The Threat Of Ocean Acidification
Many mainstream media outlets have voiced their concerns about climate change, ocean acidification, however, seems to be ignored most of the time. I mean, when was the last time you recalled the words “ocean acidification” being mentioned in a mainstream media outlet? I myself found out about this topic during one of my TEDTalk on marine biology spirals. I stumbled upon the recording of renowned PhD chemical oceanographer Tirona McGrath from the National University of Ireland on “How pollution is changing the ocean’s chemistry”. In her talk, she addresses the threat of ocean acidification, in her words the “evil twin of climate change”. Now, I have always had an affinity for all things marine related, that term, however, was foreign to my tongue. Yes, it had been chucked into conversations here and there but I didn’t really know the threat it really posed to our oceans. To me, the biggest threat for our marine life was the coral bleaching caused by climate change, which is for example killing earth’s grandest ecosystem – the Great Barrier Reef.
So what possibly could threaten the oceans more than the overheating and consequent death of millions of corals and the animals depending on them?
As you probably have already guessed, the answer is ocean acidification. In order for you to not have the same lack of knowledge, allow me to explain. If you are interested in McGrath’s whole video with an in-depth explanation, you can watch it here – otherwise I’ll briefly summarize her problematization below the video:
Essentially, the ocean absorbs 25% of the carbon dioxide emissions in our atmosphere and the more we produce, the higher is the dissolved carbon dioxide in our ocean. The higher the carbon dioxide concentration, the more the seawater pH decreases; meaning there has been an increase in ocean acidification. Since pre-industrial times, ocean acidification increased 32% and is expected to increase over 150% by 2100. This acidification rate is 10 times faster than any acidity increase for over 55 million years.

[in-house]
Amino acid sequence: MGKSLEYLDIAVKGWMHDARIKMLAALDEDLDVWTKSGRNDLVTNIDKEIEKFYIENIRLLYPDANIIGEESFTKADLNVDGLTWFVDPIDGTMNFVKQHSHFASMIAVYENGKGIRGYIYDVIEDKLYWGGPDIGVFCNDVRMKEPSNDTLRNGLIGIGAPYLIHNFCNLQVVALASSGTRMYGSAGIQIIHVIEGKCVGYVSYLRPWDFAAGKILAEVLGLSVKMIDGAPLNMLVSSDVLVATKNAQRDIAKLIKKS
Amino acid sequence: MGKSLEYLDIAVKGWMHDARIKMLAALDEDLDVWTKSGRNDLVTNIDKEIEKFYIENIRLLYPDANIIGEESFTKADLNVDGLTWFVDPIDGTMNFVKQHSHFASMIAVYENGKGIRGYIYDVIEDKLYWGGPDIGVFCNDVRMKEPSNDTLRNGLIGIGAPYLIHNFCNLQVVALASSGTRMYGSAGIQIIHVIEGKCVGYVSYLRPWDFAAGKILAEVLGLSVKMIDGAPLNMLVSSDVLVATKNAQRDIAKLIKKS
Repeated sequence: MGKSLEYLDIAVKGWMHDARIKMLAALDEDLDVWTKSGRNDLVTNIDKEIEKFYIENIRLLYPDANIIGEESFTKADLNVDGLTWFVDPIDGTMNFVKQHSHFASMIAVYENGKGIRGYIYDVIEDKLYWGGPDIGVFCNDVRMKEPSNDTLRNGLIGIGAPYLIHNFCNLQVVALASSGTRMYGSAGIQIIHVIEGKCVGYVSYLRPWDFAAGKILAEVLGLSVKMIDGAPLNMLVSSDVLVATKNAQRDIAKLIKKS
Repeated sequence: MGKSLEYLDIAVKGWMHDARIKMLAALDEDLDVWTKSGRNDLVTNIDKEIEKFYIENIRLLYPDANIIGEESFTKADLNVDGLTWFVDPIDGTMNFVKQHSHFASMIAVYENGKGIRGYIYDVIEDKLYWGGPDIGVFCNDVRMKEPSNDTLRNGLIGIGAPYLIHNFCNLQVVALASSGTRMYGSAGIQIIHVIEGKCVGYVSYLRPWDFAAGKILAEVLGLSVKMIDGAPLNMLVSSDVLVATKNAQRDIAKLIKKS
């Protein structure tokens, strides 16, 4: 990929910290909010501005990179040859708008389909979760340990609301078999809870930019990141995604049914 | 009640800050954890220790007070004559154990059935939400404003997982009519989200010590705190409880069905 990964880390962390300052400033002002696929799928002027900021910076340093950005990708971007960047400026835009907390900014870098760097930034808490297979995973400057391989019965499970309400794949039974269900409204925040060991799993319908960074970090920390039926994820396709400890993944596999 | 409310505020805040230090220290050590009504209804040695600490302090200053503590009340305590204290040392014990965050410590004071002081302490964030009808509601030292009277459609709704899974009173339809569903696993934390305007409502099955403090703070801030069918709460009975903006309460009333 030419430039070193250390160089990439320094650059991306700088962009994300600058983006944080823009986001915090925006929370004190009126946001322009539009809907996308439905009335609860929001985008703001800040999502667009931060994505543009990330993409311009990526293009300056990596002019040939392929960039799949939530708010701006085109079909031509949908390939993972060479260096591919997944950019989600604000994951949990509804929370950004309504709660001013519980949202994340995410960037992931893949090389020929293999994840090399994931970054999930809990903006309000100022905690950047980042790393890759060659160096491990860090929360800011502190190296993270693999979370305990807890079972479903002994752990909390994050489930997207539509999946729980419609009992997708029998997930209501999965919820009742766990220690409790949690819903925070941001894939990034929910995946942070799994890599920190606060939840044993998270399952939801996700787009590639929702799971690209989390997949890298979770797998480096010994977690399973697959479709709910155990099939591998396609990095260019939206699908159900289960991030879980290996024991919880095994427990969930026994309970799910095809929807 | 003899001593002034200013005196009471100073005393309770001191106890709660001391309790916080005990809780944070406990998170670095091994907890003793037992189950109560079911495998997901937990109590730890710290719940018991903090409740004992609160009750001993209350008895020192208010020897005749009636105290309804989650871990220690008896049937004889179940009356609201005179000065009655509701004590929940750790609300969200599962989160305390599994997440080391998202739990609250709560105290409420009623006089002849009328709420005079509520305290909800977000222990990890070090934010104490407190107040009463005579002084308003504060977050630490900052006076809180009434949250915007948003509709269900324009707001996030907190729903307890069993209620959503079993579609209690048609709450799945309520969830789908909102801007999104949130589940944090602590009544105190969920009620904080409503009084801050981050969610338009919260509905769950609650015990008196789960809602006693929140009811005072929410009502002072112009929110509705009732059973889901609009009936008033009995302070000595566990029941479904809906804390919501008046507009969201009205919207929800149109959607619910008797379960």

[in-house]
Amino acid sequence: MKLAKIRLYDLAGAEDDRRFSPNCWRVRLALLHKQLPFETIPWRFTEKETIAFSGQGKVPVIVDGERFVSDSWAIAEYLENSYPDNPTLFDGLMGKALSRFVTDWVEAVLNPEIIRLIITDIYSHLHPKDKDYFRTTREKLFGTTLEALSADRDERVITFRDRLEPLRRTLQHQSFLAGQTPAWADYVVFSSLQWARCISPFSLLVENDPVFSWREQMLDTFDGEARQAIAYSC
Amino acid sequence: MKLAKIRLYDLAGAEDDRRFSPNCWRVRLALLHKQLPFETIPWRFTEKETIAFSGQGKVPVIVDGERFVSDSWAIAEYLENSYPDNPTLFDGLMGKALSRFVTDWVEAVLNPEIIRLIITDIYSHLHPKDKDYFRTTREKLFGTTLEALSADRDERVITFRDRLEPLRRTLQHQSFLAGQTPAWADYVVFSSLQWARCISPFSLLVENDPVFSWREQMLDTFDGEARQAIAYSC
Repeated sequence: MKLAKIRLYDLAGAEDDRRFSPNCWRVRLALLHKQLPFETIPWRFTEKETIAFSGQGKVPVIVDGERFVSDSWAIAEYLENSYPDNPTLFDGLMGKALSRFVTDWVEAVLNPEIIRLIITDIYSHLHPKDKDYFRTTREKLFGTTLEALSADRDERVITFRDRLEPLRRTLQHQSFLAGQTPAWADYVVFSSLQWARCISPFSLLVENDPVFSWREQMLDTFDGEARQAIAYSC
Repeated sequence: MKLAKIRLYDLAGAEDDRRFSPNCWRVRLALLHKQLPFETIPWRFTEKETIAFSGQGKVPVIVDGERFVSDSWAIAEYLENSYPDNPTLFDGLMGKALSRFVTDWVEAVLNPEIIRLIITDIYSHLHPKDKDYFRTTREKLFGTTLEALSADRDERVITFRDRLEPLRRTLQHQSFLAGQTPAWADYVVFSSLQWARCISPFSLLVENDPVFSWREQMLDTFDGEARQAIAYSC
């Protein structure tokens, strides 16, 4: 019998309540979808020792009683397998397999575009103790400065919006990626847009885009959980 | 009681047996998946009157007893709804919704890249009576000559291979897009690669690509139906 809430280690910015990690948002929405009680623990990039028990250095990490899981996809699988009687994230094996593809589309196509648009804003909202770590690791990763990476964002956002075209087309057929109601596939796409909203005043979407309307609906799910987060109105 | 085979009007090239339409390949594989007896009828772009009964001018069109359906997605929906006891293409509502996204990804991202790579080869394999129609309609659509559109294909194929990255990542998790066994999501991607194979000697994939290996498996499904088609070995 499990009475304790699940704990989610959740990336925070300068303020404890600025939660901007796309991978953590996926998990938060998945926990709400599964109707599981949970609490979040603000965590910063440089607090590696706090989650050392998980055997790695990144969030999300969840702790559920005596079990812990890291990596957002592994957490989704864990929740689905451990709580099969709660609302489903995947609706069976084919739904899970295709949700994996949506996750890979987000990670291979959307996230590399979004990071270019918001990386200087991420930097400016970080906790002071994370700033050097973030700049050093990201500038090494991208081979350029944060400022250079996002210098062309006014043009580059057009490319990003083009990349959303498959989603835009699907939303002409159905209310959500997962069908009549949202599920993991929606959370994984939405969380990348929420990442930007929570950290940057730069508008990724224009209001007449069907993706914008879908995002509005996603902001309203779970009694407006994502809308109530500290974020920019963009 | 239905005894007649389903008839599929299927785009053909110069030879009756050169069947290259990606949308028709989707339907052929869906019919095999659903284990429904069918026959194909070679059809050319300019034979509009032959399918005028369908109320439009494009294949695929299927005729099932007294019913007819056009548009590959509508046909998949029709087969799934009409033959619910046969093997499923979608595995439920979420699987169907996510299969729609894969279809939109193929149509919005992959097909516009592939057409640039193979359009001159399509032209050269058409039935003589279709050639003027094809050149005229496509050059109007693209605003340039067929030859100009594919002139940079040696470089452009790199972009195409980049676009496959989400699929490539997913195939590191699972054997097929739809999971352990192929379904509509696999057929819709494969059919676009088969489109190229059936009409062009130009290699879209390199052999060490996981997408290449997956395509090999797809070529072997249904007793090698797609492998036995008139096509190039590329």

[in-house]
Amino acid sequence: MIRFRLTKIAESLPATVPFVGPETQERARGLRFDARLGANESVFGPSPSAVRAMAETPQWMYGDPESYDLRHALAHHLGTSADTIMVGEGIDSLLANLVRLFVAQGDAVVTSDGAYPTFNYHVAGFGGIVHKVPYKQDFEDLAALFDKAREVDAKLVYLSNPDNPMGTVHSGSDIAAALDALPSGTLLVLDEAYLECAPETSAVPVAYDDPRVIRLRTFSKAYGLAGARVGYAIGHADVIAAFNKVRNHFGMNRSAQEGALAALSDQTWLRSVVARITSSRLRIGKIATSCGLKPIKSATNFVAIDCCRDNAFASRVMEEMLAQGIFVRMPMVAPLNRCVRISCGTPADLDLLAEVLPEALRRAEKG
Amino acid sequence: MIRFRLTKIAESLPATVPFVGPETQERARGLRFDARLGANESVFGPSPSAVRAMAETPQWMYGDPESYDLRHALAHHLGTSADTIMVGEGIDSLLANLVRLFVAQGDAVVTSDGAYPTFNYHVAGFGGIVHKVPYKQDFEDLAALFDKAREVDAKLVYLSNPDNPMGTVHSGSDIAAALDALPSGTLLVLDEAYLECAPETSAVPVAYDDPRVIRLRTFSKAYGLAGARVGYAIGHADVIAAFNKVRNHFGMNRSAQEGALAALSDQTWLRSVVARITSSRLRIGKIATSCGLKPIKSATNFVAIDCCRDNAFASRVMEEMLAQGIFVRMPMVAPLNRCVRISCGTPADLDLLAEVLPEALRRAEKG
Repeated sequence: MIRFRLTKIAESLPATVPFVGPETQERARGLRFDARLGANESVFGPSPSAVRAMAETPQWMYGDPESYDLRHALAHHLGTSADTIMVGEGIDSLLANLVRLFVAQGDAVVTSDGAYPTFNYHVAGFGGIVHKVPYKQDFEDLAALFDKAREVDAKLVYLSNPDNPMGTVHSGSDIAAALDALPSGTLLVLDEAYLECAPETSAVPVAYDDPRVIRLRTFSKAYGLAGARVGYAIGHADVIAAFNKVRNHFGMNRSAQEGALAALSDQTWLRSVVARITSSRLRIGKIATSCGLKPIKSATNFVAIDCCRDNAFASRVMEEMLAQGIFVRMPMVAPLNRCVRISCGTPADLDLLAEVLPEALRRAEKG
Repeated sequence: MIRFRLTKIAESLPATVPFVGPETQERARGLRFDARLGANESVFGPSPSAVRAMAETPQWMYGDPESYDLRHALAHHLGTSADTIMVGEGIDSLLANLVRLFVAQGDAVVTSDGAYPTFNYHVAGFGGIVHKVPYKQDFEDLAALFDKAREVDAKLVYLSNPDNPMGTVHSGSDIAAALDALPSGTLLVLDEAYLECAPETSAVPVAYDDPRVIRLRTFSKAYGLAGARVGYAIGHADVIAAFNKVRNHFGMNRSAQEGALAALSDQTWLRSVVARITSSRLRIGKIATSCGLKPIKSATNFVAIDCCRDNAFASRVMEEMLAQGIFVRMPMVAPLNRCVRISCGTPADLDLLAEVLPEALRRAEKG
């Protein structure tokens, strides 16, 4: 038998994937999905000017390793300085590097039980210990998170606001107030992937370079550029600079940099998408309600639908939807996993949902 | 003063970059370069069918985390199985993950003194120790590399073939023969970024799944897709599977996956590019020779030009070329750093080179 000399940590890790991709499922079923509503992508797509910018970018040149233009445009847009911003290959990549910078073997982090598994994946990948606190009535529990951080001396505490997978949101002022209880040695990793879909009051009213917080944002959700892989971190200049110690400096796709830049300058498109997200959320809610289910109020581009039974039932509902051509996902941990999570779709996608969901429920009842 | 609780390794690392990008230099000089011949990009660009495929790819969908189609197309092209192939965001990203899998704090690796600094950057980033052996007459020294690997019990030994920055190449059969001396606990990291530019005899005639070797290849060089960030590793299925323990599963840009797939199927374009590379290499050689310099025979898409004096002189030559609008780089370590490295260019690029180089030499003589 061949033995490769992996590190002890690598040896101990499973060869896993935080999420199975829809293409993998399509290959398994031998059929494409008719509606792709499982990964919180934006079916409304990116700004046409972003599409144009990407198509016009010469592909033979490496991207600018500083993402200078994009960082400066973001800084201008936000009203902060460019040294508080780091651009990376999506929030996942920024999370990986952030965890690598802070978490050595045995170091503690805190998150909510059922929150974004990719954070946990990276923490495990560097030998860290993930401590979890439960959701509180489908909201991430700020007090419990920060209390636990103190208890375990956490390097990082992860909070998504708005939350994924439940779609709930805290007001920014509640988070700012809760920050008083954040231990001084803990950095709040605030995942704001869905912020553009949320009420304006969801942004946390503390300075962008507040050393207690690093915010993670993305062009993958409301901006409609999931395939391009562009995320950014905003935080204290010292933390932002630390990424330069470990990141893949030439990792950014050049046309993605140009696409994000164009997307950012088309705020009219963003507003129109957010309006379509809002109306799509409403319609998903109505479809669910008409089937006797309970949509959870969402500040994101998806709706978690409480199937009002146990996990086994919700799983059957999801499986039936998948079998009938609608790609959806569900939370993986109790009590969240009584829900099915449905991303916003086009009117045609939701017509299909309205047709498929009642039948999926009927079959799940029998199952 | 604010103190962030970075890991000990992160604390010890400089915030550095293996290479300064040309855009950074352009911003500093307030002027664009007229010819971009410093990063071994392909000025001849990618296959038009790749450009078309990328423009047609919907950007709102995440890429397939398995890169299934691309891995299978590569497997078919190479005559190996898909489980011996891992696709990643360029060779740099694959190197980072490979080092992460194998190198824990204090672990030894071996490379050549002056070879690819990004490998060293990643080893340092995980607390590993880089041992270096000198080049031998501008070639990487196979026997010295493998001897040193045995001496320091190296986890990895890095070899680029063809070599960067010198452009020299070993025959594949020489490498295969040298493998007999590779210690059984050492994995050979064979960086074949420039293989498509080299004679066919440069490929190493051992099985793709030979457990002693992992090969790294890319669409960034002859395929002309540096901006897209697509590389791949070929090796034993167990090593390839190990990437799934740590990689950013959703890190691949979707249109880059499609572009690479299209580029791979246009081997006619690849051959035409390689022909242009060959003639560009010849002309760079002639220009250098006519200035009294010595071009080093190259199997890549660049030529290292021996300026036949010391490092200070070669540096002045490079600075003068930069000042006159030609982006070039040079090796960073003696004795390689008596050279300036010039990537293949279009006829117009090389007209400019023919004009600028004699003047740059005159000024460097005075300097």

Whereas it can be beneficial, since ocean acidification has an higher amount of carbon, which is required for photosynthesis and thereby a resource for primary production, this chemical process brings many potential problems with it.
One of the main concerns is the decrease of carbonate ions, the “building blocks for many marine species to make their shells”. Furthermore, coral reefs, the support system for a quarter of all marine life, depend on them to prevent literal dissolving.
According to marine biologist Dr. Sue-Anne Watson, the change in acidity is also leading to a change in behaviour within marine species. Rising carbon dioxide levels has resulted in the loss of sensory abilities in fish such as smell, vision and hearing. Whereas some shark species are able to regulate their bloody chemistry on their own, many suffer the consequences of ocean acidification. The smooth dog fish sharks "avoid food odours and show reduced attack behaviour, while swimming patterns in small-spotted cat sharks change". And those are just the effects on one animal out of the million affected. For the full article, click here.
So, what can you do to help?
For my visual thinkers, here is the second part of infographic seen as the title image from the save our seas foundation. Check out there full article on the issue here.
Seeing as this is caused by large carbon dioxide emissions, much like the many other environmental issue such as damaged tropical coral reefs, melting Arctic ice, thawing tundra among others, the simple answer is:
Reduce your carbon footprint.
If you are wondering how large your personal emissions are, use this link to the WWF’s UK footprint calculator with specific tips how you can reduce your carbon footprint! It will take less than five minutes and can truly put things in perspective! Of course there are other steps our society as a whole can take as shown in the infographic but if you personally want to take action, aim to produce as little carbon dioxide as possible.